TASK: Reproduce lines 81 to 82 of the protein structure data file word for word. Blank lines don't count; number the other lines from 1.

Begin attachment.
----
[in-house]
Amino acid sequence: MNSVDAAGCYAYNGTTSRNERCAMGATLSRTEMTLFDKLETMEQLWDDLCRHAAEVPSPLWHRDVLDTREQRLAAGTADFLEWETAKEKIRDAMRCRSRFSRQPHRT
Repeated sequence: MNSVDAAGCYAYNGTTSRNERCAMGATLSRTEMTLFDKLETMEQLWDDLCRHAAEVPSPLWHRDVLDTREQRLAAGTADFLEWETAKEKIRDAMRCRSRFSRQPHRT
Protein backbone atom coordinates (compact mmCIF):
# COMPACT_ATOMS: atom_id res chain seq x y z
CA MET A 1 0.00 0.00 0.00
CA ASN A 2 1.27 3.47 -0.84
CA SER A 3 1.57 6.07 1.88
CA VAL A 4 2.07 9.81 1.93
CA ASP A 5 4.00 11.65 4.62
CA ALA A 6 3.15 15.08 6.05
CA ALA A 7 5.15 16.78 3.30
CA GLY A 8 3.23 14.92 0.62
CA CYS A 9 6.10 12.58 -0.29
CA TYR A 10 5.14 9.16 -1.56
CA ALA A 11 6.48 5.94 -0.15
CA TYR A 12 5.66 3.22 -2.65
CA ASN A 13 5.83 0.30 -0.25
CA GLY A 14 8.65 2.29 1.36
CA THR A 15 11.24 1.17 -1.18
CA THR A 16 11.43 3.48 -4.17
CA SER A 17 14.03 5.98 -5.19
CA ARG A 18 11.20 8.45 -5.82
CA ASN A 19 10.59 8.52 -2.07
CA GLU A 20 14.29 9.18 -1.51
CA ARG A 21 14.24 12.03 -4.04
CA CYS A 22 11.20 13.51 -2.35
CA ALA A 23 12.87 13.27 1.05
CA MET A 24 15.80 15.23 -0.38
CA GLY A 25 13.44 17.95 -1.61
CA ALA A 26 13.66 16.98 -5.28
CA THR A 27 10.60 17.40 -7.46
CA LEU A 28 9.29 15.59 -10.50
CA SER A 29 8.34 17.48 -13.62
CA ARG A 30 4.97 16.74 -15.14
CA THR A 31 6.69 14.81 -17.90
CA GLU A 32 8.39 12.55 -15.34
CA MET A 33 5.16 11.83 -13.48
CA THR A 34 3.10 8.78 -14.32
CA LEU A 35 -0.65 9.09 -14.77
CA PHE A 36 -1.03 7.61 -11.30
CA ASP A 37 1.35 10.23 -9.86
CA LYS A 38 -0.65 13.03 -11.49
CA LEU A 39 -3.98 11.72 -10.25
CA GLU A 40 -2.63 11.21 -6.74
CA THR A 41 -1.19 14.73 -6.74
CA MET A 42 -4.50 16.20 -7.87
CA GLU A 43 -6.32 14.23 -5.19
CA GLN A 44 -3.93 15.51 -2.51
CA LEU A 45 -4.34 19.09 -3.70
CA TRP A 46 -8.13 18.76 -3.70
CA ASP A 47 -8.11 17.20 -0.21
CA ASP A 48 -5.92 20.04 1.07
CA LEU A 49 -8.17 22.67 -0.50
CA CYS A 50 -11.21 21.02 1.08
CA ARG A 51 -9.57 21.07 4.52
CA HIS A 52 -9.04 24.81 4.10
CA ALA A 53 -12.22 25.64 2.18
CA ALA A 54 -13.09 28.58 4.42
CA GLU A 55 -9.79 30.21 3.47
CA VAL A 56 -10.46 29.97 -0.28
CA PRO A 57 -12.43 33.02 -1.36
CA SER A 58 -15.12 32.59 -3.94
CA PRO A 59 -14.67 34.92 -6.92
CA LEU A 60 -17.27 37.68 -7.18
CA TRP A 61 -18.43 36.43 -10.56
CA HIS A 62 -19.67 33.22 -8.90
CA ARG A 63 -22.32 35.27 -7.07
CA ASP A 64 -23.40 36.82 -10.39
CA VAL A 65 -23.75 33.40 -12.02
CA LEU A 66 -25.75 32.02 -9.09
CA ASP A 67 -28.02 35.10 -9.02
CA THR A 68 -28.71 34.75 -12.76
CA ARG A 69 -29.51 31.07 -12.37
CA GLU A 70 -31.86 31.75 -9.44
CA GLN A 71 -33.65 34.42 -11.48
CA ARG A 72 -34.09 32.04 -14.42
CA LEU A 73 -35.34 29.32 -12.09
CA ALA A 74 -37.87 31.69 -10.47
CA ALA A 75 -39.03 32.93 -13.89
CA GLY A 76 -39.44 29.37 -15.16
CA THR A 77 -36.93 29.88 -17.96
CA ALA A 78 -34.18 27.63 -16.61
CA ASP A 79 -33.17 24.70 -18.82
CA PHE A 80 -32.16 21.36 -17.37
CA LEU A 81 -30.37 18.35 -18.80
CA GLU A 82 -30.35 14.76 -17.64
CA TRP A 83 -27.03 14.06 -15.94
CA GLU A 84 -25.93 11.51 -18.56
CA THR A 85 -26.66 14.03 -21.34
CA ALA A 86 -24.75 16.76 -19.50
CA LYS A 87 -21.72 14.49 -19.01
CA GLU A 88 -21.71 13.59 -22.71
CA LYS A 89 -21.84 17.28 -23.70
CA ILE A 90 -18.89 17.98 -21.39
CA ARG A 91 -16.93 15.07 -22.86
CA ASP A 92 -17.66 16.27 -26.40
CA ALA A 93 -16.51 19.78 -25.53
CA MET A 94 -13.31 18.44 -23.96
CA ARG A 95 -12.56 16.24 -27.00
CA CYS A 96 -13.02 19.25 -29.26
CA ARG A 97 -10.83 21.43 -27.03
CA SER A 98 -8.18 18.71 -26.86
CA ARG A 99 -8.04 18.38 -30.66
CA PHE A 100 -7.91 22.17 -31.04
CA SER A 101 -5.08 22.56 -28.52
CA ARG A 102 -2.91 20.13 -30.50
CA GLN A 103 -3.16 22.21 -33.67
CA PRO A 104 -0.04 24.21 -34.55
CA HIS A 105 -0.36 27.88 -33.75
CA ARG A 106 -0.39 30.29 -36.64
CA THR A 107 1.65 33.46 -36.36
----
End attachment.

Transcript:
CA GLY A 76 -39.44 29.37 -15.16
CA THR A 77 -36.93 29.88 -17.96